How to Use the SQL XML Data Type

By Allen G. Taylor

The XML type was introduced with SQL:2003. This means that conforming implementations can store and operate on XML-formatted data directly, without first converting it to XML from one of the other SQL data types.

The XML data type, including its subtypes, although intrinsic to any implementation that supports it, acts like a user-defined type (UDT). The subtypes are:

  • XML(DOCUMENT(UNTYPED))

  • XML(DOCUMENT(ANY))

  • XML(DOCUMENT(XMLSCHEMA))

  • XML(CONTENT(UNTYPED))

  • XML(CONTENT(ANY))

  • XML(CONTENT(XMLSCHEMA))

  • XML(SEQUENCE)

The XML type brings SQL and XML into close contact because it enables applications to perform SQL operations on XML content, and XML operations on SQL content. You can include a column of the XML type with columns of any of the other predefined types in a join operation in the WHERE clause of a query.

In true relational database fashion, your DBMS will determine the optimal way to execute the query and then will do it.

When to use the XML type

Whether or not you should store data in XML format depends on what you plan to do with that data. Here are some instances where it makes sense to store data in XML format:

  • When you want to store an entire block of data and retrieve the whole block later.

  • When you want to be able to query the whole XML document. Some implementations have expanded the scope of the EXTRACT operator to enable extracting desired content from an XML document.

  • When you need strong typing of data inside SQL statements. Using the XML type guarantees that data values are valid XML values and not just arbitrary text strings.

  • To ensure compatibility with future, as yet unspecified, storage systems that might not support existing types such as CHARACTER LARGE OBJECT, or CLOB.

  • To take advantage of future optimizations that will support only the XML type.

Here’s an example of how you might use the XML type:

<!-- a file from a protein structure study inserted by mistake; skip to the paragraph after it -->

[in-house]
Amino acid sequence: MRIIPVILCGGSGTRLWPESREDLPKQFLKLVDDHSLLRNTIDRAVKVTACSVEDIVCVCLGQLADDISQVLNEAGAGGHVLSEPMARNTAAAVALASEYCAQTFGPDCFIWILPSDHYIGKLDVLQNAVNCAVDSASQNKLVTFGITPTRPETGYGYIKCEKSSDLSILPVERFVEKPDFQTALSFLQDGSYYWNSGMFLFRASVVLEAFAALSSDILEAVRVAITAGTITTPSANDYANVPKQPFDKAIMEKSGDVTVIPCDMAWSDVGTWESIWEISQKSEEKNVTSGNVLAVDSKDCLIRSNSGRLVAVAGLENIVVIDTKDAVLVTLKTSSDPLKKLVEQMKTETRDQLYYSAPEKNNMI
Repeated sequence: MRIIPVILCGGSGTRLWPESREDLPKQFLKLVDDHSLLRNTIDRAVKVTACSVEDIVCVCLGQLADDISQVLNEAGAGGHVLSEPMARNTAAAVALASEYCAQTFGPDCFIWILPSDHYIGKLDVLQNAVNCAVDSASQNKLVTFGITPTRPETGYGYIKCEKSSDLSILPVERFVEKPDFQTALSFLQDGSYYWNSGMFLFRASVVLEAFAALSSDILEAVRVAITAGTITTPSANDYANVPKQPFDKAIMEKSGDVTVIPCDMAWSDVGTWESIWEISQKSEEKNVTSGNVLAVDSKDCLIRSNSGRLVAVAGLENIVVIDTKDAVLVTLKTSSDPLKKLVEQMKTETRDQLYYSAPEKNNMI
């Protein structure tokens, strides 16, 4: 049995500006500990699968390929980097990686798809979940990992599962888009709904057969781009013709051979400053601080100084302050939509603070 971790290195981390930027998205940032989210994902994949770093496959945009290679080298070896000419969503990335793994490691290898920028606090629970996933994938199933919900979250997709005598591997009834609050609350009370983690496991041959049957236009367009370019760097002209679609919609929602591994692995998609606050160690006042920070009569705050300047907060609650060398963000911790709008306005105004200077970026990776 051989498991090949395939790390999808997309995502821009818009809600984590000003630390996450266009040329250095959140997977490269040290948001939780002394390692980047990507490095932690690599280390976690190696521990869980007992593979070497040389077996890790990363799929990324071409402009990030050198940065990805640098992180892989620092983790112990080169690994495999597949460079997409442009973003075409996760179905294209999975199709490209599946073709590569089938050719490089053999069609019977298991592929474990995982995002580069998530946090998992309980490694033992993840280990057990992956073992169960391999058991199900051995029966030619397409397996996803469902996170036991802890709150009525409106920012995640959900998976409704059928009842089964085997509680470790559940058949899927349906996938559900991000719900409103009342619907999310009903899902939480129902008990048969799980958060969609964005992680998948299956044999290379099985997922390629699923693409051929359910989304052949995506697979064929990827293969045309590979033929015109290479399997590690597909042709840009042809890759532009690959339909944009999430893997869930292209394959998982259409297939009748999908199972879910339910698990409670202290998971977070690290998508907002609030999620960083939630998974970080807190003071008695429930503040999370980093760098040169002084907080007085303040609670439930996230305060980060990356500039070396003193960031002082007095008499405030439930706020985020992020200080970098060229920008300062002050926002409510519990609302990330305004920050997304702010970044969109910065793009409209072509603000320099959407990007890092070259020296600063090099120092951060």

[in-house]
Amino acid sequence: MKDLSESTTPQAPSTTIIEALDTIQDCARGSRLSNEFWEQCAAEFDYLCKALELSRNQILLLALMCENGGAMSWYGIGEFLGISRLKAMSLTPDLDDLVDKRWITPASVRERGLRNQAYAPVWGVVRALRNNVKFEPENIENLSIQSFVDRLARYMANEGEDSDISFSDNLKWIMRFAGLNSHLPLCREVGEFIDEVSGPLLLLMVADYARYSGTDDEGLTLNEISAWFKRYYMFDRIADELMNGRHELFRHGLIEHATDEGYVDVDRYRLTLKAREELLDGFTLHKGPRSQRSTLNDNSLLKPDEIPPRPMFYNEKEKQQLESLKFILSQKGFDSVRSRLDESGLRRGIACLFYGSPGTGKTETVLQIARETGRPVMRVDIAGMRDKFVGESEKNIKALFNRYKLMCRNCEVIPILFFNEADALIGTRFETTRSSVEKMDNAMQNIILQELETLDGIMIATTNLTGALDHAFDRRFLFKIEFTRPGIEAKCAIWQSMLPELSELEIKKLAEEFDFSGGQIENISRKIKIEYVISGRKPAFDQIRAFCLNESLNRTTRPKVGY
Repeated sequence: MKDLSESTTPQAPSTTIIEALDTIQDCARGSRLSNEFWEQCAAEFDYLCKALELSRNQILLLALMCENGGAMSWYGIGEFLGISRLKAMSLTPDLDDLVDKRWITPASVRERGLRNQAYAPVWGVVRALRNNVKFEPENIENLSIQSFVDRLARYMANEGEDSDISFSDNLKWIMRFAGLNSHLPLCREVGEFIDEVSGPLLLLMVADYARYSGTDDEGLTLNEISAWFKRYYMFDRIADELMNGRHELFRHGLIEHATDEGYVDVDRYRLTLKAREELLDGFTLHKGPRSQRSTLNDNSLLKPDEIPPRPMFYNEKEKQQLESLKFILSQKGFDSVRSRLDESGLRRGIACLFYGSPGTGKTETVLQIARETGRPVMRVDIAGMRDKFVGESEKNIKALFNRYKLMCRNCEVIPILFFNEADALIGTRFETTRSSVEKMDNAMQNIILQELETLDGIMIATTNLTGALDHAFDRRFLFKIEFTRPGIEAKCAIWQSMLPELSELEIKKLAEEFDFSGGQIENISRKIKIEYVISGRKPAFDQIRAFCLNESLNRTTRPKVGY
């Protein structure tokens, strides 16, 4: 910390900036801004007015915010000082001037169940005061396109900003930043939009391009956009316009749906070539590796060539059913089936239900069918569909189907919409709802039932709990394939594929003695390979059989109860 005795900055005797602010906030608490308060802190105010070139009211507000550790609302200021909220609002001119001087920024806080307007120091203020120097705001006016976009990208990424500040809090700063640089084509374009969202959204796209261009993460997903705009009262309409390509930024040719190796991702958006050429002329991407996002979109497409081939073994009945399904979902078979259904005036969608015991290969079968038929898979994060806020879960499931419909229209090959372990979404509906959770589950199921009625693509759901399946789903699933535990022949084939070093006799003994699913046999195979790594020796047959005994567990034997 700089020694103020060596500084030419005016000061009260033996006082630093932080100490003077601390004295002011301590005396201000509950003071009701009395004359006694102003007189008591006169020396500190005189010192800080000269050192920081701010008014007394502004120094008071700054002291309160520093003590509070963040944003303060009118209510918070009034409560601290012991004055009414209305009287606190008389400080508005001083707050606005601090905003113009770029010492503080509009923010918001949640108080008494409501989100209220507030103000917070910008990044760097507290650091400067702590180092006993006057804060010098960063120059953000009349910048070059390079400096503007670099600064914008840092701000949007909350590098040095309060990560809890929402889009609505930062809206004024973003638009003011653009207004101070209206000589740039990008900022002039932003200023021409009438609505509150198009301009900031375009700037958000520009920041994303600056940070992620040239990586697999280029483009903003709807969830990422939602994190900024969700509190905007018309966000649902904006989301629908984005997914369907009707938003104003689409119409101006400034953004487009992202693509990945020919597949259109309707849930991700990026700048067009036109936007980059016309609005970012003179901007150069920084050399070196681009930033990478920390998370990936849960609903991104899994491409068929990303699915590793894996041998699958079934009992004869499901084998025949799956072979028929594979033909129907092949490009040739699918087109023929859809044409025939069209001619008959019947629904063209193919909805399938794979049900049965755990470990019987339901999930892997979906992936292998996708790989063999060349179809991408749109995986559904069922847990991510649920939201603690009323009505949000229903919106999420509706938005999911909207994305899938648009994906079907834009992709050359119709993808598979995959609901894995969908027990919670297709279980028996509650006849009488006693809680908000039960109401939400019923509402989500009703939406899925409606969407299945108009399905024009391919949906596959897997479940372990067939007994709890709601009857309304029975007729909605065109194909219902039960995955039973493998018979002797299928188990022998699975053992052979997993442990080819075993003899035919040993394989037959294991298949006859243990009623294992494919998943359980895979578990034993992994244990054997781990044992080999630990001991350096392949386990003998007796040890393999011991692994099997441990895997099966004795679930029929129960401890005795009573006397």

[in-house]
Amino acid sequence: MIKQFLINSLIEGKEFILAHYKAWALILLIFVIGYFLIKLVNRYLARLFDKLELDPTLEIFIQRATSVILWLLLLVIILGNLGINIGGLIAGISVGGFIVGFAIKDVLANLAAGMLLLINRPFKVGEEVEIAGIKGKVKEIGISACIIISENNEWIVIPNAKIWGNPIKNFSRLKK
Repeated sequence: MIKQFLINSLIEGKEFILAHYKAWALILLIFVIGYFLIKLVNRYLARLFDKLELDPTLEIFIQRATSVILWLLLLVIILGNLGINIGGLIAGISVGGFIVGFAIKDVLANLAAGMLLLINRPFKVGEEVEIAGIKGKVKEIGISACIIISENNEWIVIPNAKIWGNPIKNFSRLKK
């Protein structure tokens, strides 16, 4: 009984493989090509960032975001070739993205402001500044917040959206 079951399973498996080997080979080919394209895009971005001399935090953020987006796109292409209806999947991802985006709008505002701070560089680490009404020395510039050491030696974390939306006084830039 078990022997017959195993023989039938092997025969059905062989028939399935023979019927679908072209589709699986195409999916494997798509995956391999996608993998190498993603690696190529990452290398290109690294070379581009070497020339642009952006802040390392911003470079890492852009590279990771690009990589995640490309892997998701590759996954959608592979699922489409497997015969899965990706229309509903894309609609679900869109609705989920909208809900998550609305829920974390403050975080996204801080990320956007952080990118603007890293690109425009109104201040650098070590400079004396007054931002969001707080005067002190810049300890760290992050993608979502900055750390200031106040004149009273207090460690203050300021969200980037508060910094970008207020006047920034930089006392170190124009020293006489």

CREATE TABLE CLIENT (
  ClientName  CHAR (30)  NOT NULL,
  Address1   CHAR (30),
  Address2   CHAR (30),
  City    CHAR (25),
  State    CHAR (2),
  PostalCode  CHAR (10),
  Phone    CHAR (13),
  Fax    CHAR (13),
  ContactPerson  CHAR (30),
  Comments   XML(SEQUENCE) ) ;

This SQL statement will store an XML document in the Comments column of the CLIENT table. The resulting document might look something like the following:

<Comments>
<Comment>
<CommentNo>1</CommentNo>
<MessageText>Is VetLab equipped to analyze penguin blood?</MessageText>
<ResponseRequested>Yes</ResponseRequested>
</Comment>
<Comment>
<CommentNo>2</CommentNo>
<MessageText>Thanks for the fast turnaround on the leopard seal sputum sample.</MessageText>
<ResponseRequested>No</ResponseRequested>
</Comment>
</Comments>

When not to use the XML type

Just because the SQL standard allows you to use the XML type doesn’t mean that you always should. In fact, on many occasions, it doesn’t make sense to use the XML type. Most data in relational databases today is better off in its current format than it is in XML format. Here are a couple of examples of when not to use the XML type:

  • When the data breaks down naturally into a relational structure with tables, rows, and columns

  • When you will need to update pieces of the document rather than deal with the document as a whole